I vividly remember how I felt when first greeted with this phrase. It was the start of my journey as an educator. My school leadership at the time told the story of the Maasai people. They would greet one another by saying Kasserian Ingera - meaning "And how are the children?" The response, "All the children are well." The Maasai people could provide such a response because their culture prioritized their children's well-being. It meant that the day-to-day struggles did not prevent them from caring for and protecting the young. So it was no surprise that when greeted with this phrase, I felt a great sense of responsibility and ownership. And although I felt the need to provide a response that would reflect that of the Maasai people, my lips refused to utter a word. While I could account for my children - students - I knew the reality was that all of my children were not well.
The past few years alone have generated adverse experiences that have impacted our children's overall mental health. From the COVID-19 pandemic, attacks on gender and racial identities, senseless gun violence on and off school campuses, and racial upheaval, the difficulties our children have had to carry into the school building are far too burdensome. Young people’s feelings of persistent sadness and hopelessness - as well as suicidal thoughts and behaviors - have increased by forty percent. The world returns to “normal” - and demands stellar academic and behavioral performances while our children's social and emotional needs remain neglected.
I say to you, "And how are the children?"
Across the United States, over 140,000 children have lost a parent or caregiver to COVID-19. More than 1 in 5 students seriously considered attempting suicide, while 1 in 10 attempted suicide. Unfortunately, we see disproportionate, heightened reports of mental health struggles amongst our students from historically excluded communities due to the systemic racism that plagues our systems.
Our children are not well. Research has shown us that our children's social and emotional well-being and academic achievement are interrelated. To ensure our children learn and have the opportunity to reach their full potential, their mental health and well-being must be a priority, not relegated as a secondary concern.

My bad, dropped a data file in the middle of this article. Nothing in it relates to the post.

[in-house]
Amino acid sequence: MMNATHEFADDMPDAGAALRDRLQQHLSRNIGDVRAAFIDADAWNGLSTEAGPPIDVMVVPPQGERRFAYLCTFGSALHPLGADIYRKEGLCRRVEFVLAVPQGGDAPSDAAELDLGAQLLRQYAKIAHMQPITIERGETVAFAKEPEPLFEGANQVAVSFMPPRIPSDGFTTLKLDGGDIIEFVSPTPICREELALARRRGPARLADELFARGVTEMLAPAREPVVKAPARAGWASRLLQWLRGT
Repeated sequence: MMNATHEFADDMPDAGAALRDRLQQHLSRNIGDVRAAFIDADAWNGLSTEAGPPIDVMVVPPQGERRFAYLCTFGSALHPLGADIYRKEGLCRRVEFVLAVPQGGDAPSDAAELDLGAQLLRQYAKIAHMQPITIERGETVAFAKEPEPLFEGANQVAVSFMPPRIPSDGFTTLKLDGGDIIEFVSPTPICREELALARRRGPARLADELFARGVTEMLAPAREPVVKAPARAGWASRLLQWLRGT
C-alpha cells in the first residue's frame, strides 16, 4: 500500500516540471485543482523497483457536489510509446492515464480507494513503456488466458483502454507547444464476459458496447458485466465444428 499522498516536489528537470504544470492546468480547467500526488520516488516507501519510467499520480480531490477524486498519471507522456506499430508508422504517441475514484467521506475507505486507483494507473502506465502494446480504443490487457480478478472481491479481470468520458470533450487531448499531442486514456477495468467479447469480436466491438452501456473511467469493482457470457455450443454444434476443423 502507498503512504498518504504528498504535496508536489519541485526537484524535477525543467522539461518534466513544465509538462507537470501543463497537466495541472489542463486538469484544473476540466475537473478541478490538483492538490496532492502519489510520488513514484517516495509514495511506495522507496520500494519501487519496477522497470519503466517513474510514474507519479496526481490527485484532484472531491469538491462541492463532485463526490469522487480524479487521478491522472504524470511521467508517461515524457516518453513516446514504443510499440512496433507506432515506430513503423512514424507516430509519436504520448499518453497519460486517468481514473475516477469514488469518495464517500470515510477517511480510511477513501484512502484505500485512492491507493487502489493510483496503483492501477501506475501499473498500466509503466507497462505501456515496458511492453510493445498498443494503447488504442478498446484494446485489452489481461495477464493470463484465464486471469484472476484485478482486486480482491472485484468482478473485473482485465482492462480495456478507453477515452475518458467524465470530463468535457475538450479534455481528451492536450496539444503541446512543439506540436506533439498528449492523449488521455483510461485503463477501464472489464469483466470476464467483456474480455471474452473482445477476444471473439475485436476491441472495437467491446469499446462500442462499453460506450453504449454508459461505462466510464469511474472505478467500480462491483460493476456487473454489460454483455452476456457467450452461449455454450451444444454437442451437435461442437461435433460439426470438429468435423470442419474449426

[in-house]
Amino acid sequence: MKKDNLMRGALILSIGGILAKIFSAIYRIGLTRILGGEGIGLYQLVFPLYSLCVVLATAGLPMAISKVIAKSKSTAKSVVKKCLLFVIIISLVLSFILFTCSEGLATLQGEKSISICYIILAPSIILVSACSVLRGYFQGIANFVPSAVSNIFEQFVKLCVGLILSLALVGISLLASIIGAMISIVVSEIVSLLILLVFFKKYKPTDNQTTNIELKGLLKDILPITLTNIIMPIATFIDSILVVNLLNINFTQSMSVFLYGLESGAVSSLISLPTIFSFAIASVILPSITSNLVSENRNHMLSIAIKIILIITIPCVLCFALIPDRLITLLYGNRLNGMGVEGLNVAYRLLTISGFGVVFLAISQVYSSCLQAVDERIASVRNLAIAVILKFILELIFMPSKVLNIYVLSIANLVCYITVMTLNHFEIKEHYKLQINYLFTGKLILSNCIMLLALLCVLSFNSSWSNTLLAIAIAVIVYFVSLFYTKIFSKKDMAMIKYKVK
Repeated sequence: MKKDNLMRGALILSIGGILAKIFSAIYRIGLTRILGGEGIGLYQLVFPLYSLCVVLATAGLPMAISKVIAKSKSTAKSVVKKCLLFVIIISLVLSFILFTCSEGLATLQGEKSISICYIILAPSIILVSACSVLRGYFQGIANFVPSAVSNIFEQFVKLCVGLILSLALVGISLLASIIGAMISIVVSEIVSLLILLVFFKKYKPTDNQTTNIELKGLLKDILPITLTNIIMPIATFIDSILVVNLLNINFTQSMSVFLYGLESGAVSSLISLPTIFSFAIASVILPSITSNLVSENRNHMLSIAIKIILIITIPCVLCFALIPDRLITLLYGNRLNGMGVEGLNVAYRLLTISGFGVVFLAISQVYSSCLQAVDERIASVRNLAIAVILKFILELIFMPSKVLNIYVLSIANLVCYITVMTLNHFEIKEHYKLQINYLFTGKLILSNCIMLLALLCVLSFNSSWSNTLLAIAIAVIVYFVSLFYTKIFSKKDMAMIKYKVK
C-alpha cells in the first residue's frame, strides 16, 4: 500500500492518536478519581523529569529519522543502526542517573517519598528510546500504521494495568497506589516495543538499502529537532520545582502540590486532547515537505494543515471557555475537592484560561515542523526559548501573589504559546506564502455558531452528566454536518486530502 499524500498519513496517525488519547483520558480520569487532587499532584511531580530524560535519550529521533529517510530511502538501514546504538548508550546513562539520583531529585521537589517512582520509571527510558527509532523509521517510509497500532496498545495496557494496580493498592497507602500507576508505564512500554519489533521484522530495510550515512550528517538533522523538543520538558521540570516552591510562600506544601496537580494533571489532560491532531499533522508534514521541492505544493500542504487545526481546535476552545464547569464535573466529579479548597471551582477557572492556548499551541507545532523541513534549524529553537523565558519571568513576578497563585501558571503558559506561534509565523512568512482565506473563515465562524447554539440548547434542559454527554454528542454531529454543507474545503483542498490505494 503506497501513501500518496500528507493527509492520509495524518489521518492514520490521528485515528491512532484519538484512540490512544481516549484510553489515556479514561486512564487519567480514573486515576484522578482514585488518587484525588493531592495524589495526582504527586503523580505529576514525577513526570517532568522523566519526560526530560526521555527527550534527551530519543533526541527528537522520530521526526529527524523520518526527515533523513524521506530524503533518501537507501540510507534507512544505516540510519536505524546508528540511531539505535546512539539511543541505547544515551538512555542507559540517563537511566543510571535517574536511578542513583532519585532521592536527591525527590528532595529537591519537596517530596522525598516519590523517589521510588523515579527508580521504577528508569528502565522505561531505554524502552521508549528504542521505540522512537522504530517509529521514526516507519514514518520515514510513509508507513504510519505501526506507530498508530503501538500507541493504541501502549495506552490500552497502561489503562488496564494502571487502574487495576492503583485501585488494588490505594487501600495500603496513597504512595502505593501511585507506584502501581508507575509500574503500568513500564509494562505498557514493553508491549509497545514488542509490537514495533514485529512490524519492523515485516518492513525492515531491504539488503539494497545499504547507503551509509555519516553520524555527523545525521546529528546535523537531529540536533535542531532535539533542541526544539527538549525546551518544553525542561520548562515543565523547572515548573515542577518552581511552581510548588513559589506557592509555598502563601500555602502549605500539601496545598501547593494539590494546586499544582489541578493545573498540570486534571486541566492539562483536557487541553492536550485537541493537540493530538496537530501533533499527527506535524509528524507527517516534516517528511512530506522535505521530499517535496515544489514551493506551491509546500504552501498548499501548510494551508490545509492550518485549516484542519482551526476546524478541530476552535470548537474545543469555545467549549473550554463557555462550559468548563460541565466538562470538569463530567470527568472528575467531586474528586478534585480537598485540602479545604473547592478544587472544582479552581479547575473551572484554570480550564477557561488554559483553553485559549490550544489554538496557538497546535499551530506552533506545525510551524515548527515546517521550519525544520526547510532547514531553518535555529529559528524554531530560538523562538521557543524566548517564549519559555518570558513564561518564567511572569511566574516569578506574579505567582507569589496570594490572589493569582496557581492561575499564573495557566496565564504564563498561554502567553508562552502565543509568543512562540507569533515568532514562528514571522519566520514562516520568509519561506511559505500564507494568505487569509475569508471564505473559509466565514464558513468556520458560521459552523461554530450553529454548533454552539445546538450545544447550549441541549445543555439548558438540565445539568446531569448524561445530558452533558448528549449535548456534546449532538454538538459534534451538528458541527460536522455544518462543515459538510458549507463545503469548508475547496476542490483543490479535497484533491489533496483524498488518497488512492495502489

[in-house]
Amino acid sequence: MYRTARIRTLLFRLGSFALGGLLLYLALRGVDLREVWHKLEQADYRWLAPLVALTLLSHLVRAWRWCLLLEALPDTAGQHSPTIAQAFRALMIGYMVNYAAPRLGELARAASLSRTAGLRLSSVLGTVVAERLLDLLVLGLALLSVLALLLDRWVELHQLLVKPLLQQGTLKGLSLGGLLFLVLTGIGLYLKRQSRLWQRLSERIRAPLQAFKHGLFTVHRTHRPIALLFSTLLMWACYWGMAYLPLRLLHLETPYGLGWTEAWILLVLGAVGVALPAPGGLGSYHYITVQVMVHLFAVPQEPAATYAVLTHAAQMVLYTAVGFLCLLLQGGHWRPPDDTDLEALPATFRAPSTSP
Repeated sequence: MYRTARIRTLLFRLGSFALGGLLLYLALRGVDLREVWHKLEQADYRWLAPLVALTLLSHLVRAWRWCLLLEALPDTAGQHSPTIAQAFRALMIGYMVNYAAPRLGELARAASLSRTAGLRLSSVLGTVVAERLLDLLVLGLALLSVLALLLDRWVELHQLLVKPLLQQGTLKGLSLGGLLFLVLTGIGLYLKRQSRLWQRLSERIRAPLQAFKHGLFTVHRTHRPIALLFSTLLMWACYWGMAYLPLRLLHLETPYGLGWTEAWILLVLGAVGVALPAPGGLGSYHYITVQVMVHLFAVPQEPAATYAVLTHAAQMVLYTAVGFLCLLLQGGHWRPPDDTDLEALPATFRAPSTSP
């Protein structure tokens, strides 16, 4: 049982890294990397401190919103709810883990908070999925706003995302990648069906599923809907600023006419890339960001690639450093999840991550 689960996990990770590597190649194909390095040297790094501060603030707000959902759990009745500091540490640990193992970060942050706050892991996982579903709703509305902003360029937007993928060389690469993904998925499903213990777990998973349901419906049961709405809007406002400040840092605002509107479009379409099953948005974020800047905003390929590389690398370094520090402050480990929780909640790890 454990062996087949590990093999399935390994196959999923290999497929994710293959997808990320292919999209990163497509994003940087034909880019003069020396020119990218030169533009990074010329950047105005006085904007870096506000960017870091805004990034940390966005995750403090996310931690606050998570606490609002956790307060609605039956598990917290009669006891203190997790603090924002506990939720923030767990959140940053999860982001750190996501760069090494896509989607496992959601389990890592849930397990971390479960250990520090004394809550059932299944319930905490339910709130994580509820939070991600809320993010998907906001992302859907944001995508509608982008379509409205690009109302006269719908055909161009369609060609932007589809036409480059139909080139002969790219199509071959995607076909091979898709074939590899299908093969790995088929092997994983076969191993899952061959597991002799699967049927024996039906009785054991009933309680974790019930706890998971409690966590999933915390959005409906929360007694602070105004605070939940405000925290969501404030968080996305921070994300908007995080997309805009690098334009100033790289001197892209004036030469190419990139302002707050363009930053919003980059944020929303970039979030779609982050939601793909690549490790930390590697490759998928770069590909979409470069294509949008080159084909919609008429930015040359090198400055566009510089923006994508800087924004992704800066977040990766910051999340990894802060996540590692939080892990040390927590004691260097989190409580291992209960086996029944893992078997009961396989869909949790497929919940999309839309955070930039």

Again I say to you, "And how are the children?"
Our children need learning environments that demonstrate daily that their well-being is a priority and at the center of our work. Our children need policies that acknowledge and embrace their varying identities and cultures. Our children need qualified educators and professionals who mirror their identities and understand the complexities of navigating today's world. Our children need schools and communities with adequate mental health services and support spaces that provide assessment and treatment. Our children need leaders and lawmakers who actively work to reject and replace practices that further punish and remove them from their right to receive an education. Our children need the opportunity to learn, grow, and meet all the high standards we set for them, but they cannot do so without your help. They need your commitment to take action.
This Mental Health Awareness Month, I hope we can do what is right for the well-being of our children and our future. We must work to embrace mindsets that acknowledge all children deserve to be supported and establish policies and practices that foster and develop their social, emotional, and academic well-being so we can allow our lips to utter, "All the children are well."
If you're interested in learning how LEE can help you take action on important issues like this in your community, contact us to explore the power of your leadership!
About Andrea Thurston
For over a decade, Andrea Thurston has worked toward educational equity as an educator, strategist, analyst and consultant. She has led institutions around the nation in achieving strategic plans for more inclusive campuses, increased funding for mental health departments, and recruitment and retention of Black faculty. Her platform comes from her endeavors at the University of Missouri post-Ferguson to encourage the institution to confront its inequities, using past shortcomings as a framework to create an equitable and intersectional learning environment for the future. For these efforts, she was awarded by the National Association for the Advancement of Colored People and featured in the National Museum of African American History and Culture.
As a Chicago native, Thurston earned a B.A. in Psychology and Sociology from the University of Missouri and a Master of Science in Education and Education Policy from Johns Hopkins University. Her journey navigating inequitable systems fuels her passion for closing achievement, attainment, and opportunity gaps. She seeks to continue to yield successful policy change on the local, state, and federal level while keeping the voices of historically excluded communities at the center. She is a current member of Leadership for Educational Excellence (LEE).